The Committee was of the view that the disclosure of schedules of analyst/ institutional investor meetings does not serve any practical purpose, and there have been instances of its misuse. Hence, the Committee recommended that the disclosure of schedules of analyst/institutional investor meetings may not be required. However, the information to be shared at such meetings has to be strictly in compliance with the SEBI PIT Regulations.
Report on disclosures pertaining to analyst/ investors meets
The issue of information asymmetry between various classes of investors arising out of limited disclosures in respect of analyst meets/ institutional investors meet/ conference calls was discussed by Primary Markets Advisory Committee (PMAC) in the meeting in July, 2020. SEBI, based on the recommendation of PMAC, had formed sub-group which issued the ‘Report on disclosures pertaining to analyst meets, investor meets and conference calls’ (‘Report’) on November 20, 2020.
The Committee deliberated on best practice followed by listed entities in India, regulatory regime in developed countries and acknowledged the fact that existing regulations are not followed in letter and spirit by majority of listed companies thereby causing information asymmetry.
The Report explicitly distinguished between group analysts or investors meet and one-to-one in terms of the regulatory compliance. The Report recommended disclosure of transcripts and recordings of proceedings of group investors meet on the website of the company and to the stock exchange within a prescribed time frame whereas for one-to-one meetings, it recommended disclosing the number of such meetings in the quarterly compliance report on corporate governance along with a confirmation that no UPSI was shared with them.
The committee provided the rationale that the fundamental reason for analysts to seek meetings with the listed entity was to check their hypothesis that they have developed, based on controls and processes that have been built to comply with the public disclosures and complying with regulations relating to handling of private information and that premature public disclosure of these questions may lead to a regime of ‘’mandatory dissemination of proprietary information’’.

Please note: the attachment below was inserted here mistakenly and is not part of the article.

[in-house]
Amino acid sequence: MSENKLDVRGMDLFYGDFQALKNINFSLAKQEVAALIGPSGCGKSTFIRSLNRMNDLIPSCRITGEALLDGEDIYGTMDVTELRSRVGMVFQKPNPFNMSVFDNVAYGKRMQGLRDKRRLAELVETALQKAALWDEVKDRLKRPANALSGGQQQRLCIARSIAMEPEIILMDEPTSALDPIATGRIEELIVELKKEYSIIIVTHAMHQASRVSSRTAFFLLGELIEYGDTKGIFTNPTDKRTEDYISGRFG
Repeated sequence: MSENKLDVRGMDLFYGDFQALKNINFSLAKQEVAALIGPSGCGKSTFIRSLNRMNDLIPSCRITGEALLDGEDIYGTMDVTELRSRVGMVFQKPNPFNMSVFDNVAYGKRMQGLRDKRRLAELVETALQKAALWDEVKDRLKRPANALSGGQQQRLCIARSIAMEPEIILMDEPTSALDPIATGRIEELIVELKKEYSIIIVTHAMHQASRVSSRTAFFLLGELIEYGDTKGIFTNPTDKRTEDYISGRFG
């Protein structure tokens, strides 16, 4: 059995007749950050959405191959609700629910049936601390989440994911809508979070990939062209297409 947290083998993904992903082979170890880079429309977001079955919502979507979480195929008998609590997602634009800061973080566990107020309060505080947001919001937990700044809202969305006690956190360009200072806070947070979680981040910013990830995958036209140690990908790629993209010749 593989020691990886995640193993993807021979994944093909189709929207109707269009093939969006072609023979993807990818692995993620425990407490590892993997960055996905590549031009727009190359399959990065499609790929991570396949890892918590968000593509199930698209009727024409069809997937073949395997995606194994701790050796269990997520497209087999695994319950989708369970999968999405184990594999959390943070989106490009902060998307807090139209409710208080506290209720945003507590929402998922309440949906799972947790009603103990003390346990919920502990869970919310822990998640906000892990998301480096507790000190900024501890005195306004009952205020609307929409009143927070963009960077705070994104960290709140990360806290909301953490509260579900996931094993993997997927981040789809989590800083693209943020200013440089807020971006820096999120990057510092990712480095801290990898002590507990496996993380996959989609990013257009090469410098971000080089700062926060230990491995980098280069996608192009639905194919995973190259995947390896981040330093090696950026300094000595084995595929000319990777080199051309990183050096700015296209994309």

It is also important to note that the sub-group in its Report discussed that the content of the discussions for one-to-one meets, should not be intimated to the stock exchange due to following demerits:
- Invasion of privacy of the institutional investors;
- Allow third parties not a part of the meet to take speculative positions for trading decisions; and
- Lead to overload of information to retain investors
Based on the sub-group’s discussion, the following recommendations were made:
- Provide number of one-to-one meet as part of corporate governance report on a quarterly basis while submitting to the stock exchange;
- The same needs to carry an affirmation that no UPSI was shared by any official of the company in such meetings; and
- Company to maintain a record of all one-to-one meetings covering the name/names of the investor who were met, the name of the fund that he/ she represents, name of the brokerage firm which fixed the meeting (if any), the location, date and time of the meeting and a reference to the presentation made and preserve the same for a period of at least eight years.
Discussion in SEBI Board meeting of March 25, 2021
The agenda provides details of recommendation made in relation to group analyst meet, however, does not provide any rationale/ discussion with respect to one-to-one meeting or reason for excluding the requirement from Listing Regulations altogether.
Anomaly in the LODR Amendment
Regulation 46(2)(o) and Clause 15(a) of Para A, Part A of Schedule III of Listing Regulations defines the term ‘meet’ as ‘group meetings or group conference calls’ for the purpose of disclosure of schedule of analyst/ investor meet and presentations made by the company to them.
Further, regulation 46(2)(oa) and Clause 15(b) of Para A, Part A of Schedule III provides for manner of disclosure of audio/ video recordings and transcripts of post earning calls or quarterly calls on the website of the company and to the stock exchange respectively. The said sub-clause has no reference of the term ‘meet’. The said provisions are reproduced below:
“(oa) Audio or video recordings and transcripts of post earnings/quarterly calls, by whatever name called, conducted physically or through digital means, simultaneously with submission to the recognized stock exchange(s), in the following manner:
- the presentation and the audio/video recordings shall be promptly made available on the website and in any case, before the next trading day or within twenty-four hours from the conclusion of such calls, whichever is earlier;